Water companies are almost uniquely placed in relation to their relationship with the environment. The state of the water they abstract impacts on their business operations and their discharges into their environment have the capacity to cause significant pollution.

Following a letter sent to them in July, the chief executives from 15 water companies met last week with Environment Minister, Rebecca Pow, and were challenged to do more to protect the environment and safeguard supplies.

While the Minister acknowledged that the water industry had coped well with the impacts and challenges thrown up by the Covid-lockdown, she pressed for further action going forwards, in particular with regards to:

- Reducing sewer discharges into water courses during extreme weather;

- Protecting chalk stream catchments; and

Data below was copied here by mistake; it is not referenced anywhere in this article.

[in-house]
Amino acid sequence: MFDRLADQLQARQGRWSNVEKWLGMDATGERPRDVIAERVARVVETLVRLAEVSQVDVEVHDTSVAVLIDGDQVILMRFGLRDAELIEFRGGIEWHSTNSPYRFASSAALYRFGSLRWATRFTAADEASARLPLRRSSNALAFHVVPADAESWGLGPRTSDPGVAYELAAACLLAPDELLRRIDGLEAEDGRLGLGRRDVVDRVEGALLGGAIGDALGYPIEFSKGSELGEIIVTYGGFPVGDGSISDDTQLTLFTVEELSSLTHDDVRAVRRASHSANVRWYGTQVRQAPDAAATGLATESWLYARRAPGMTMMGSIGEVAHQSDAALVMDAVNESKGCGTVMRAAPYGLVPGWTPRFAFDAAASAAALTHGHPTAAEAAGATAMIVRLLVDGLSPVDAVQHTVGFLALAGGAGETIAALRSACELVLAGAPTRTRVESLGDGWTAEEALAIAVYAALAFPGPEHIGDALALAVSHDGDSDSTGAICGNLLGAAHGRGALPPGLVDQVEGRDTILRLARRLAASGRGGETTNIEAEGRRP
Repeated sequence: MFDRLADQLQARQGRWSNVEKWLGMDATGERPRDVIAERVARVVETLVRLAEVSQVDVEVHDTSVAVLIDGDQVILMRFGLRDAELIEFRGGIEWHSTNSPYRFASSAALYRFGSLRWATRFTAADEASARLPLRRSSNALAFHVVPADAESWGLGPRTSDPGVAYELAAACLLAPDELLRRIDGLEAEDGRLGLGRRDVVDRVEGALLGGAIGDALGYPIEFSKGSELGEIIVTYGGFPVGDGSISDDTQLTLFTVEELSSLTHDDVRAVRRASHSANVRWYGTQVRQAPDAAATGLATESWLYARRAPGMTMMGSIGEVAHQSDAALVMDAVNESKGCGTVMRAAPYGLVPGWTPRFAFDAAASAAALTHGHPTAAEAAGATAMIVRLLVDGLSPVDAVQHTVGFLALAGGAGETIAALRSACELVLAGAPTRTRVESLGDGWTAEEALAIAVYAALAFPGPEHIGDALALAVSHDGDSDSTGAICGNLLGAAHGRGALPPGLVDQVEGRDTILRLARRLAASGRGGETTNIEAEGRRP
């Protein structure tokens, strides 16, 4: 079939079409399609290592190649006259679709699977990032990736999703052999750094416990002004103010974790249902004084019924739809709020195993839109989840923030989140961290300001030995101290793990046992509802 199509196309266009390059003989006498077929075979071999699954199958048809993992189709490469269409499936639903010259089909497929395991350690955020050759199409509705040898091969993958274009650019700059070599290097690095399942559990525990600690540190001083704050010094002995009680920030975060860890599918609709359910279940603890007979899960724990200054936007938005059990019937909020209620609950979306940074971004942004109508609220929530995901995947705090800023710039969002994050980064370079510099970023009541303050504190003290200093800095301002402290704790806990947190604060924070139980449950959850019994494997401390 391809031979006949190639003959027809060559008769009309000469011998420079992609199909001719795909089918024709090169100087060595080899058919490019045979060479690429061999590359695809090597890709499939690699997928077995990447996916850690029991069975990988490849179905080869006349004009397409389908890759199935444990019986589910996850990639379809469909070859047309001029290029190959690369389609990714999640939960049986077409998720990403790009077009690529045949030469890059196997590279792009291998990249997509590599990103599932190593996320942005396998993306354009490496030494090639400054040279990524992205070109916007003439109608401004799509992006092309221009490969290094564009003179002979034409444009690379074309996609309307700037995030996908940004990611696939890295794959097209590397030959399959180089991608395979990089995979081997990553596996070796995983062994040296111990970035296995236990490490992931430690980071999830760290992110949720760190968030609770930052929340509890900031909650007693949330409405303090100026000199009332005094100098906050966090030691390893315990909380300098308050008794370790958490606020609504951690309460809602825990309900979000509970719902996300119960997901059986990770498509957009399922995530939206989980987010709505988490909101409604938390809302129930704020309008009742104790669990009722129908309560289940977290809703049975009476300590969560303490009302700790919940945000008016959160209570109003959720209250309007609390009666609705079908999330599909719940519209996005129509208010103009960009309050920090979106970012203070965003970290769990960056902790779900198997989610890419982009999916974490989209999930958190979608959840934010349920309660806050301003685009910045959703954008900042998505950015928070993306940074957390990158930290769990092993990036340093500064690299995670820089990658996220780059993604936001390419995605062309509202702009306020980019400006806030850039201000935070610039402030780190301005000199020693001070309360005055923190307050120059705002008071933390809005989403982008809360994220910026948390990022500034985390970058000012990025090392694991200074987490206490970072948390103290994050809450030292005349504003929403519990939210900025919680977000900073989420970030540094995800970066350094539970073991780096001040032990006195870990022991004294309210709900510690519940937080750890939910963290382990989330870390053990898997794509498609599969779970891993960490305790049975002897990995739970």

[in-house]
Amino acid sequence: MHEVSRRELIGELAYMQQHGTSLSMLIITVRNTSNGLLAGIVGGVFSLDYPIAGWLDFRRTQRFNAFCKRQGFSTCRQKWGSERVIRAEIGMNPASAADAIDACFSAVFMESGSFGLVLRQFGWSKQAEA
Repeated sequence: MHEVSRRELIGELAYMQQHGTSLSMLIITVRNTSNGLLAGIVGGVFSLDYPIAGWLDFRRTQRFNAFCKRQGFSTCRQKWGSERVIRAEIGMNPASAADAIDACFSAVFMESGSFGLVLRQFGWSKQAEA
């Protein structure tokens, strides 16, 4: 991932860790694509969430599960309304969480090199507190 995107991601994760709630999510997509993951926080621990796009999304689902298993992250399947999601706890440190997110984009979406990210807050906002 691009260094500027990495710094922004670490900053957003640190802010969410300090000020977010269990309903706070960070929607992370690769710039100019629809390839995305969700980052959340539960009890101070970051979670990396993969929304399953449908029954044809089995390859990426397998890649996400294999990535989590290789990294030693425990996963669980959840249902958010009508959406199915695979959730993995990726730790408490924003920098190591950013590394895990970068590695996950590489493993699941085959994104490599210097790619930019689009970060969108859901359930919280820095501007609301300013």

- Leakage, where the target is to halve rates by 2050;

The clear message is that action is needed 'faster and further'.

The Environment Agency's annual report on water company environmental performance is due later this month. It will be interesting to see how the industry fares in that report.

The water industry faces a number of significant challenges. What is described as the "jaws of death" (where a point is reached at which supply of water, constrained by climate change, can no longer meet demand, increased by population growth) is not long away. The industry has also committed to reach Net Zero by 2030 so will need to adapt its operations to meet that commitment.

The actions pressed for by Rebecca Pow are known constraints which are being dealt with by the industry. However, this Governmental focus to faster will add to the pressure that the industry is already feeling.

"Water company chiefs challenged on environmental performance, leakage and protecting supplies."